He’d been merciful. A tiny dot marked where he’d spiked the fish, stabbing neatly through the hindbrain, what she grew up calling pithing and the Japanese named ike jime — “closing the fish alive.” She imagined finflare then instant peace as the spike shut down the brain, blood retracting from muscle back into the gut cavity, muscles alive for hours after the brain was dead. The fish was silver — a whiting. She left both fish and lover at the cleaning table nestled in scrub pine between dunes and the house, and went up the wind-bleached stairs for scaler and knife and came back down again.
It had been 35 years since she’d done this. Standing under the rising moon with her Kentucky farmboy holding a flashlight, she found she’d forgotten nothing from her oceaned childhood — the slick muscular tension of the fish, scales showering away from scaler, long upward flick of knife from anus to jaw and the delicate strange package of heart and gall bladder, stomach and intestine suspended from gilled throat, hard crunch of knife severing spine.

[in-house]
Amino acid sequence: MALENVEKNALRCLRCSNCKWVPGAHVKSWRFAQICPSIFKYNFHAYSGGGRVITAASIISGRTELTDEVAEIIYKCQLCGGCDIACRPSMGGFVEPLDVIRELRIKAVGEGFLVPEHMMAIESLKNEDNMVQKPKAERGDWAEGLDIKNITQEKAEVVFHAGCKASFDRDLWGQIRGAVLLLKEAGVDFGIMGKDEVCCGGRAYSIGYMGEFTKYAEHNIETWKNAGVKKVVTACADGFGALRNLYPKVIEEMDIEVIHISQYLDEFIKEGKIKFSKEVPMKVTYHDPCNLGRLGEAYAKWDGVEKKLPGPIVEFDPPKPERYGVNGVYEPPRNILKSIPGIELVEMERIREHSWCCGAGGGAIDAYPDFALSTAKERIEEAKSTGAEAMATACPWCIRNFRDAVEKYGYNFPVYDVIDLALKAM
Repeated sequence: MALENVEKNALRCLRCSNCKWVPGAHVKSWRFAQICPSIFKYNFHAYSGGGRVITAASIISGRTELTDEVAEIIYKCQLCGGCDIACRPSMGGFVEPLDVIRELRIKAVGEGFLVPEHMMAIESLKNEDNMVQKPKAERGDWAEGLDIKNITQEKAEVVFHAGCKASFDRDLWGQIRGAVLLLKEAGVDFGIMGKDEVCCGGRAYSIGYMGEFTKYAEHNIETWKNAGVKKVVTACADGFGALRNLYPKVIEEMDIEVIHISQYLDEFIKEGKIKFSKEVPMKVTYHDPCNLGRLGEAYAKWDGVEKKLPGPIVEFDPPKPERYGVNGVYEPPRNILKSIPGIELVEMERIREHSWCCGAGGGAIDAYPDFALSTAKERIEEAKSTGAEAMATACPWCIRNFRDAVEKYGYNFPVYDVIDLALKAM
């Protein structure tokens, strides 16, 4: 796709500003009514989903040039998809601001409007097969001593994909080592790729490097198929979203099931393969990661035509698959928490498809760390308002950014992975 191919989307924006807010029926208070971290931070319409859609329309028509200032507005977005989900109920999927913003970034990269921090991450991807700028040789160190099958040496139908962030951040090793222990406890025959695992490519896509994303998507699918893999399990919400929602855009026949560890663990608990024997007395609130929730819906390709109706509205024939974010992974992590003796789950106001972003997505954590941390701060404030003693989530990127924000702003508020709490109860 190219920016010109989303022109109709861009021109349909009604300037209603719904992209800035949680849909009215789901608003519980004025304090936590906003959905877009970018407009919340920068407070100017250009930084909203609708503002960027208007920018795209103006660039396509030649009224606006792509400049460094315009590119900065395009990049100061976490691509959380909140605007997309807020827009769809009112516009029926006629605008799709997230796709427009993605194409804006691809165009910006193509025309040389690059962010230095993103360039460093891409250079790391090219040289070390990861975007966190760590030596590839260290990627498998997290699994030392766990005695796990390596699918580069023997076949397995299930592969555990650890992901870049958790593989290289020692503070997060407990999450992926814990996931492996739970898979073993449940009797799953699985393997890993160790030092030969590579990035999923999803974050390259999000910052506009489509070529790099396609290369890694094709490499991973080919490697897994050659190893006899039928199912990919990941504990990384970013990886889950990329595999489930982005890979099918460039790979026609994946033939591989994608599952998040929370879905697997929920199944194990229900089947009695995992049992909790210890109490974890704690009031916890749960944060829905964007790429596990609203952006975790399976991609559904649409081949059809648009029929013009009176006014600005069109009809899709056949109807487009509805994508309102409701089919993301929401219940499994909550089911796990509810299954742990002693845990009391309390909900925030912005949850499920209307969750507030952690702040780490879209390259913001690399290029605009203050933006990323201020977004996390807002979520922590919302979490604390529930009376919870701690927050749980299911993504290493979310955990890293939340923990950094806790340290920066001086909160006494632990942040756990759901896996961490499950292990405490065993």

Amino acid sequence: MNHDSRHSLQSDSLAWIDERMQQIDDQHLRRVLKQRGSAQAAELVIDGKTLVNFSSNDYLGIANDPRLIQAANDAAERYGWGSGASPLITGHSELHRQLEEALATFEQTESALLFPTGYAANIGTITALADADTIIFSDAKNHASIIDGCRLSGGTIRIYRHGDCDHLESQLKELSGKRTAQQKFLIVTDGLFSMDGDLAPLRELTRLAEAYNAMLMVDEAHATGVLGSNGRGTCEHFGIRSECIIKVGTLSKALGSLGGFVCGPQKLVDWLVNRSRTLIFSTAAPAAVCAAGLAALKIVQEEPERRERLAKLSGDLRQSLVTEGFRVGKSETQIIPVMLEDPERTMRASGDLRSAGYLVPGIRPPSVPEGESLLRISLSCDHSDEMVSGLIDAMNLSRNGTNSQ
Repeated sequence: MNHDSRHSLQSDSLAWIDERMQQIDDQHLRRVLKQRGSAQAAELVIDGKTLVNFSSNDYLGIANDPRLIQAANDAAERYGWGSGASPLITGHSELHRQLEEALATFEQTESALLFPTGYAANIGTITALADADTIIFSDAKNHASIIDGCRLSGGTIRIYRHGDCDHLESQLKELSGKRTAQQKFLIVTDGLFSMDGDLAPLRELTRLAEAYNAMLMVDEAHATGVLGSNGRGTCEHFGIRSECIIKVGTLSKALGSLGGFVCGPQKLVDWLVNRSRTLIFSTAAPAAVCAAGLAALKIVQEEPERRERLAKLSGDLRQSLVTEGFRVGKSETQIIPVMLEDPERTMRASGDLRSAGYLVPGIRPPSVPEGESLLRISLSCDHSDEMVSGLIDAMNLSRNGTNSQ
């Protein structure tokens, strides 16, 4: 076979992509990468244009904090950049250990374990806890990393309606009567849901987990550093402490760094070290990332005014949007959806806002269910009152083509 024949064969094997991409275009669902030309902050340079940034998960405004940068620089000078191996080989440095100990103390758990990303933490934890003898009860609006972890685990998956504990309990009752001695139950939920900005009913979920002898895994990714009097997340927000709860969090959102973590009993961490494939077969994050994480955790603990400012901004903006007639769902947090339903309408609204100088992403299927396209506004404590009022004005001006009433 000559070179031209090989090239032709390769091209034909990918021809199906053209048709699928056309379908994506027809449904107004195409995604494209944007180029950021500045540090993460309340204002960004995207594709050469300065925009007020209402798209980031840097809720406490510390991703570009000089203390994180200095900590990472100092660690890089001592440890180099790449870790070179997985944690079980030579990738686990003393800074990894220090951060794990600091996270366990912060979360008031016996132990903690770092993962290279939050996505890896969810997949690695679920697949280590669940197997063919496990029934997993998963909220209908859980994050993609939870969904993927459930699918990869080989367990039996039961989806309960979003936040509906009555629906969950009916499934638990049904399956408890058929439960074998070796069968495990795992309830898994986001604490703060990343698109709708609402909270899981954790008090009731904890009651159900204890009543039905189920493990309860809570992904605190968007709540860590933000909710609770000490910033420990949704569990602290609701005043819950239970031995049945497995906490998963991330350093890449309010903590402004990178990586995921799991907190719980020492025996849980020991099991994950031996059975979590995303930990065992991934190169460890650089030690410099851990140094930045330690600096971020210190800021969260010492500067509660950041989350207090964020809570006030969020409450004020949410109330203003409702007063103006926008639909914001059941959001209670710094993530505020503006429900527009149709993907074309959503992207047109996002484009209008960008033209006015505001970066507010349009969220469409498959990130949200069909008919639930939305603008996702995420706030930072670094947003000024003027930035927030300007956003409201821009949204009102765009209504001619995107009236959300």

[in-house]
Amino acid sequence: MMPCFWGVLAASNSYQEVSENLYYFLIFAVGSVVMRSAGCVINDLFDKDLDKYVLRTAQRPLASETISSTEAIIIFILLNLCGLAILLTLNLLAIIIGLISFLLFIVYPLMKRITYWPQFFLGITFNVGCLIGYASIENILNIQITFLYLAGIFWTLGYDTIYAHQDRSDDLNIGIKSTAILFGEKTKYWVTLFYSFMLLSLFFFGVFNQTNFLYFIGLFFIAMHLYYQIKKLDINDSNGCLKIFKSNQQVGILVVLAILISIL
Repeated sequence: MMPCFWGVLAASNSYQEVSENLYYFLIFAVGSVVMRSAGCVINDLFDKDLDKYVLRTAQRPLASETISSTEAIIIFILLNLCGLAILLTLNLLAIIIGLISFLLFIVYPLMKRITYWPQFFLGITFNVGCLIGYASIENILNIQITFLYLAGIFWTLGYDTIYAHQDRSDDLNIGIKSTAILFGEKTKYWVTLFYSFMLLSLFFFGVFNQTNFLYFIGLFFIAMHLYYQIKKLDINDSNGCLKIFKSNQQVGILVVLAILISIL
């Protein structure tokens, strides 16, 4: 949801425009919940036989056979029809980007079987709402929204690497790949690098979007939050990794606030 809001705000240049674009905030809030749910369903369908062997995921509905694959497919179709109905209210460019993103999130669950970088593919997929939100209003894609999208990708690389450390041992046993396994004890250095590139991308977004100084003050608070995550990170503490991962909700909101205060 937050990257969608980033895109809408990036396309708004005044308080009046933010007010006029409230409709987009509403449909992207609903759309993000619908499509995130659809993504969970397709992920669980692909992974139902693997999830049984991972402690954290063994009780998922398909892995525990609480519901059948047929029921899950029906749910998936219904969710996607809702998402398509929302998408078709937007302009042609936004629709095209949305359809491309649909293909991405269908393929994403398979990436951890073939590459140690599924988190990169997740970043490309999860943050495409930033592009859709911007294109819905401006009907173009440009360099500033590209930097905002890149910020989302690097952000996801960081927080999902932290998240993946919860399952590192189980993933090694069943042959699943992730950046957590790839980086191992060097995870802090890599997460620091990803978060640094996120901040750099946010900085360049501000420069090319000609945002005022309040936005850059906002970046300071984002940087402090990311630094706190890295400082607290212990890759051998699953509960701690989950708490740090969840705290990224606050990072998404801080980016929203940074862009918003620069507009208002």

Here was death: deliberate, neat, no thrashing. She felt the crazy chaos motion of the deer lift and leave — a weight spinning away from the back of her skull as she threw the fish’s head into the dunes for the morning’s gulls. She stood, gazing at the cleaned fish shining faintly in the dark. Long breaths, then they went inside. A little salt, a hunk of butter, four minutes in the pan on one side crisped the tail and fins, three minutes on the other turned flesh opaque and when they ate it, it was good, tasty and wild. “You look better,” her lover said, “but I’ll sleep on the couch again so you can rest.”